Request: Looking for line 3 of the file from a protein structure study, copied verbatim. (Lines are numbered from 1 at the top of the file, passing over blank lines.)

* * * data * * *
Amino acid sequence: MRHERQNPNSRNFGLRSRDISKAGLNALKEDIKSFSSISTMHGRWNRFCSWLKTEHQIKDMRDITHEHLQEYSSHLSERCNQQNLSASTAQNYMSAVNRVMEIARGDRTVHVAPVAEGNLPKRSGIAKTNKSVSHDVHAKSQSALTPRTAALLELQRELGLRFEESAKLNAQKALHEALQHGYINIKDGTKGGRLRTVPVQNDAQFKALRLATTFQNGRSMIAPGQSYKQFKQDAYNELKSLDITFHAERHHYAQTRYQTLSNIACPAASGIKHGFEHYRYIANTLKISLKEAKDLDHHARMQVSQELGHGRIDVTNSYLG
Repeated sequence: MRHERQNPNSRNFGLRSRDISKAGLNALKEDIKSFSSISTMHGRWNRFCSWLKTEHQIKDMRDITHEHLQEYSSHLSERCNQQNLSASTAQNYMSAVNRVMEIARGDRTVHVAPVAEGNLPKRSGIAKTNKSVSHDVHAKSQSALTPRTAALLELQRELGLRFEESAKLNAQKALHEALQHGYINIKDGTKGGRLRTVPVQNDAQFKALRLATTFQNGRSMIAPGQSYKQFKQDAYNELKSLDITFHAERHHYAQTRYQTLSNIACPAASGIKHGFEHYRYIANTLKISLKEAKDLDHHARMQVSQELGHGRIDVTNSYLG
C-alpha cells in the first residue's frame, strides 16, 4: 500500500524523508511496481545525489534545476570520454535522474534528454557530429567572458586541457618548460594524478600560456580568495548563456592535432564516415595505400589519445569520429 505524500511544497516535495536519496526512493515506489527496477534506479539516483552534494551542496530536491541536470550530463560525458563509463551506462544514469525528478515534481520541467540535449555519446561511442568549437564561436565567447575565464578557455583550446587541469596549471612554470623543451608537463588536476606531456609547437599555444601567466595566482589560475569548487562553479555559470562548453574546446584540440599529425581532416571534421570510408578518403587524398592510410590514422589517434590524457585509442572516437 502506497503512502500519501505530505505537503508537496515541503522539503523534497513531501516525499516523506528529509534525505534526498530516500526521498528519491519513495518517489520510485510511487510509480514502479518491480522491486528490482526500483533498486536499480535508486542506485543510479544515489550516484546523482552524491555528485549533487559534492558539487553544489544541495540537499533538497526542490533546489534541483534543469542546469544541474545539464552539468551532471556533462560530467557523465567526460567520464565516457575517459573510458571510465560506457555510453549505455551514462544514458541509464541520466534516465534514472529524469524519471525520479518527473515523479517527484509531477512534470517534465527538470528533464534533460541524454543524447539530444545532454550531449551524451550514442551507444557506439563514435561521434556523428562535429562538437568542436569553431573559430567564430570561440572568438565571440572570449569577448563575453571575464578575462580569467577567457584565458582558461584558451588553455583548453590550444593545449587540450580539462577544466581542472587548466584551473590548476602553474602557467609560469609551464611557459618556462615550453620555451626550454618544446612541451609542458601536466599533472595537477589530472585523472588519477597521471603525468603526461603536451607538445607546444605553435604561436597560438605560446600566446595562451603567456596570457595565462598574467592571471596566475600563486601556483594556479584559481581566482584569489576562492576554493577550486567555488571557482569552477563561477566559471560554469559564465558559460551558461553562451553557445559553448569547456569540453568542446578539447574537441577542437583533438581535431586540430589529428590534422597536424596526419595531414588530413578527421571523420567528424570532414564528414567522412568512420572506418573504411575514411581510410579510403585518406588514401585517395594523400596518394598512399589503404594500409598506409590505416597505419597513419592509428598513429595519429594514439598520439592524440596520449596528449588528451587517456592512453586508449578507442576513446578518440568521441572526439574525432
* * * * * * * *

C-alpha cells in the first residue's frame, strides 16, 4: 500500500524523508511496481545525489534545476570520454535522474534528454557530429567572458586541457618548460594524478600560456580568495548563456592535432564516415595505400589519445569520429 505524500511544497516535495536519496526512493515506489527496477534506479539516483552534494551542496530536491541536470550530463560525458563509463551506462544514469525528478515534481520541467540535449555519446561511442568549437564561436565567447575565464578557455583550446587541469596549471612554470623543451608537463588536476606531456609547437599555444601567466595566482589560475569548487562553479555559470562548453574546446584540440599529425581532416571534421570510408578518403587524398592510410590514422589517434590524457585509442572516437 502506497503512502500519501505530505505537503508537496515541503522539503523534497513531501516525499516523506528529509534525505534526498530516500526521498528519491519513495518517489520510485510511487510509480514502479518491480522491486528490482526500483533498486536499480535508486542506485543510479544515489550516484546523482552524491555528485549533487559534492558539487553544489544541495540537499533538497526542490533546489534541483534543469542546469544541474545539464552539468551532471556533462560530467557523465567526460567520464565516457575517459573510458571510465560506457555510453549505455551514462544514458541509464541520466534516465534514472529524469524519471525520479518527473515523479517527484509531477512534470517534465527538470528533464534533460541524454543524447539530444545532454550531449551524451550514442551507444557506439563514435561521434556523428562535429562538437568542436569553431573559430567564430570561440572568438565571440572570449569577448563575453571575464578575462580569467577567457584565458582558461584558451588553455583548453590550444593545449587540450580539462577544466581542472587548466584551473590548476602553474602557467609560469609551464611557459618556462615550453620555451626550454618544446612541451609542458601536466599533472595537477589530472585523472588519477597521471603525468603526461603536451607538445607546444605553435604561436597560438605560446600566446595562451603567456596570457595565462598574467592571471596566475600563486601556483594556479584559481581566482584569489576562492576554493577550486567555488571557482569552477563561477566559471560554469559564465558559460551558461553562451553557445559553448569547456569540453568542446578539447574537441577542437583533438581535431586540430589529428590534422597536424596526419595531414588530413578527421571523420567528424570532414564528414567522412568512420572506418573504411575514411581510410579510403585518406588514401585517395594523400596518394598512399589503404594500409598506409590505416597505419597513419592509428598513429595519429594514439598520439592524440596520449596528449588528451587517456592512453586508449578507442576513446578518440568521441572526439574525432